Using Smartphones to Detect Cancer

smartphone

Researchers  are getting close to finding a way to use one’s smartphone to detect cancer. Image: Cheon Fong Lieu via Flickr CC.

Doctors could soon be using smartphones to detect cancer in their patients, thanks to the work of researchers at Massachusetts General Hospital. Ceaser Castro, MD and Ralph Weissleder, MD, PhD have developed a device to do just that. They call it the D3 system, which stands for digital diffraction diagnosis, and so far it has been able to detect cancer with the same regularity as established methods.

The system has a battery powered LED, which is attached to a smartphone in order to take advantage of that devices high definition camera. The D3 has a wider field of view than traditional microscopy, allowing it to record data on over 100,000 cells at a time. The phone, using a secure cloud system, can then upload the information to a remote processing server and then download it when that data is processed.

The D3 system relies on photographing blood or tissue samples that have been treated with special microbeads. These microbeads attach to known cancer molecules in various patterns. By analyzing the patterns formed by the beads, the D3 system can identify what, if any, cancer exists within the sample.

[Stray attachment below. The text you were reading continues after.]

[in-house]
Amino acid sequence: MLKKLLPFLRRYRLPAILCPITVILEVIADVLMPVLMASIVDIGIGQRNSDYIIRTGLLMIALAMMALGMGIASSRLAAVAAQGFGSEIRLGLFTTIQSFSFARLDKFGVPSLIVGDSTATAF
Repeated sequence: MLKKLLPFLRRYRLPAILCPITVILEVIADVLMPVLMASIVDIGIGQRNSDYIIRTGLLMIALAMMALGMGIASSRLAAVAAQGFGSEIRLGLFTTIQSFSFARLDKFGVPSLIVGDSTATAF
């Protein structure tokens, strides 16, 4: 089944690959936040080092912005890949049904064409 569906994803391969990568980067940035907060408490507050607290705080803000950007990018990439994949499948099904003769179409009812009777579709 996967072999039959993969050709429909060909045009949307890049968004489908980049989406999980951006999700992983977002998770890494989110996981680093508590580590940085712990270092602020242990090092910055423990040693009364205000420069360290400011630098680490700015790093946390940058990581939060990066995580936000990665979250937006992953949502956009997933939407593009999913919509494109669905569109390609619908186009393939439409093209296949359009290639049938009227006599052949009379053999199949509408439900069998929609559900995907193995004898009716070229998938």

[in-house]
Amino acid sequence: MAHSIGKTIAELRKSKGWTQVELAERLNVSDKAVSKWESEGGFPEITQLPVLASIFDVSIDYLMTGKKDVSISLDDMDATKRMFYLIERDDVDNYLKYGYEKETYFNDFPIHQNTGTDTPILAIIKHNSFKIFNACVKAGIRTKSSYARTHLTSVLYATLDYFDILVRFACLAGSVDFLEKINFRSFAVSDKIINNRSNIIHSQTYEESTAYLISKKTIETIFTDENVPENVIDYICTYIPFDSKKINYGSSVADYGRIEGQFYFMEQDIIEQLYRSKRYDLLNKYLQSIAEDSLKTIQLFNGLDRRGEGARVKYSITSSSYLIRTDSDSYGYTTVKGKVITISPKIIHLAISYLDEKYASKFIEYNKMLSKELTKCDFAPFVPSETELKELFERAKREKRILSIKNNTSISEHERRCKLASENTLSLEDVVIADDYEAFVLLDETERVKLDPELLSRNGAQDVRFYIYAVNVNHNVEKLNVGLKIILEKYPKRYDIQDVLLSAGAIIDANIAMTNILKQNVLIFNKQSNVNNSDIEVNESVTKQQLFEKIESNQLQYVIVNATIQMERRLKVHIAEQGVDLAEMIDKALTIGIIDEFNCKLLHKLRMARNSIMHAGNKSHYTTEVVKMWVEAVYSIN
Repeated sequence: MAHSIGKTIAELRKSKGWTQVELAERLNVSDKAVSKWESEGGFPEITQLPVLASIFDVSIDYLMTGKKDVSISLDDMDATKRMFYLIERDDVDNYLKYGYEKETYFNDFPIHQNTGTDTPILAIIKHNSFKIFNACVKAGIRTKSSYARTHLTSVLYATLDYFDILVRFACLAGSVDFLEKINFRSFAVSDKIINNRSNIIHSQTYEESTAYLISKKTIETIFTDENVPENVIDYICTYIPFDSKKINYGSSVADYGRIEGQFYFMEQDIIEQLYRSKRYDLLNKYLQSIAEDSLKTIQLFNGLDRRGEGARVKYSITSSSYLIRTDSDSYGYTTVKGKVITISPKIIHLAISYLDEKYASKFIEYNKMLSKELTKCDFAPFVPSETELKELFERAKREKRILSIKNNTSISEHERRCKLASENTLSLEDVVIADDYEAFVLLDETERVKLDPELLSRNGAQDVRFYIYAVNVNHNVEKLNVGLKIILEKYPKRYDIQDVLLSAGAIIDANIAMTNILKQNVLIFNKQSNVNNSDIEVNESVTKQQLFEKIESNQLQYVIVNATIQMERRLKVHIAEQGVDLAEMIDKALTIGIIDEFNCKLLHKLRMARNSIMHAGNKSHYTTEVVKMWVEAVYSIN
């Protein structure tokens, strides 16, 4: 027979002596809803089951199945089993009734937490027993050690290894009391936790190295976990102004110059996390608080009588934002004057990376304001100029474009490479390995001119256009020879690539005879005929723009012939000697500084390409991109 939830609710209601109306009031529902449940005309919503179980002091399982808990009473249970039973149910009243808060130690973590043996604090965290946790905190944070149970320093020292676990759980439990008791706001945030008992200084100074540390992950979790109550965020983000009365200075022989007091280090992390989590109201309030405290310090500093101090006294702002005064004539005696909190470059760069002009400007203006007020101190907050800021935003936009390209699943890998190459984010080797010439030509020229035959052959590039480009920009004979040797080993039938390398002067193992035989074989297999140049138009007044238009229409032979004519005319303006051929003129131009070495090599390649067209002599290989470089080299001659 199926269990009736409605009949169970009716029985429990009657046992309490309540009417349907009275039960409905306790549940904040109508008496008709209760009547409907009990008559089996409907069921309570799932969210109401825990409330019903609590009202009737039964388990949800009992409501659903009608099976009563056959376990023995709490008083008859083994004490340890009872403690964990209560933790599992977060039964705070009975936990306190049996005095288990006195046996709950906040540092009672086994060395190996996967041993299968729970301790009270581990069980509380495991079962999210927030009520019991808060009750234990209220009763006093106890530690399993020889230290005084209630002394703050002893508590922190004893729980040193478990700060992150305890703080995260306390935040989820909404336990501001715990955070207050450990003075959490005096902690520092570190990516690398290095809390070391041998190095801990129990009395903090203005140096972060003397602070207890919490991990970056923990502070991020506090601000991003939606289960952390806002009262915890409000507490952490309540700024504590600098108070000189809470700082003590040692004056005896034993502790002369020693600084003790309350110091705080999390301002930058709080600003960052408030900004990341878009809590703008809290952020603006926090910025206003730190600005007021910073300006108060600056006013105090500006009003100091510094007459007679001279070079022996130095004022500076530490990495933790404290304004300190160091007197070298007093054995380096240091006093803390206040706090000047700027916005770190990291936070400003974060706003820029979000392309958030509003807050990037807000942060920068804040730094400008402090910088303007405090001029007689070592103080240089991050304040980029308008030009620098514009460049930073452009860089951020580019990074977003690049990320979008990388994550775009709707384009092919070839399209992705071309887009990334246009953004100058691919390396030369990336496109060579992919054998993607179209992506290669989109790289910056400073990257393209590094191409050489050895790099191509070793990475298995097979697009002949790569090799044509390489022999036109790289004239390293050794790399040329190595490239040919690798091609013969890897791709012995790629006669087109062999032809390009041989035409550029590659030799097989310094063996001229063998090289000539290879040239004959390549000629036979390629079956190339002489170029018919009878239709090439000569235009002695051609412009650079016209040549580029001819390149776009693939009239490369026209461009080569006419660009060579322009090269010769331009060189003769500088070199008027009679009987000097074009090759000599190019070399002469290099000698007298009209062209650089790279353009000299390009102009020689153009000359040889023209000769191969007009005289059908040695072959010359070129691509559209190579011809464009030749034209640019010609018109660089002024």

Since the beads attach to cancer related molecules, they can also be used preventively. A test case used 25 cervical tissue samples from women with irregular PAP smears, and the beads sought out three known markers of cervical cancer. The D3 system was able to determine which samples were high-risk, low-risk, or benign.

The benefits of such a system are many. In particular, it would make diagnosis quicker and easier, meaning that patients would have to spend less time at the doctor’s office, and wouldn’t have to make as many return trips for tests. The system could also be incredibly cheap. In the tests performed, the results were available within an hour, and each assay only cost about $1.80, a price which is likely to drop after further development. The D3 system could make cancer diagnosis more widely available in financially troubled regions, where smartphones might be common but medical research is less available.

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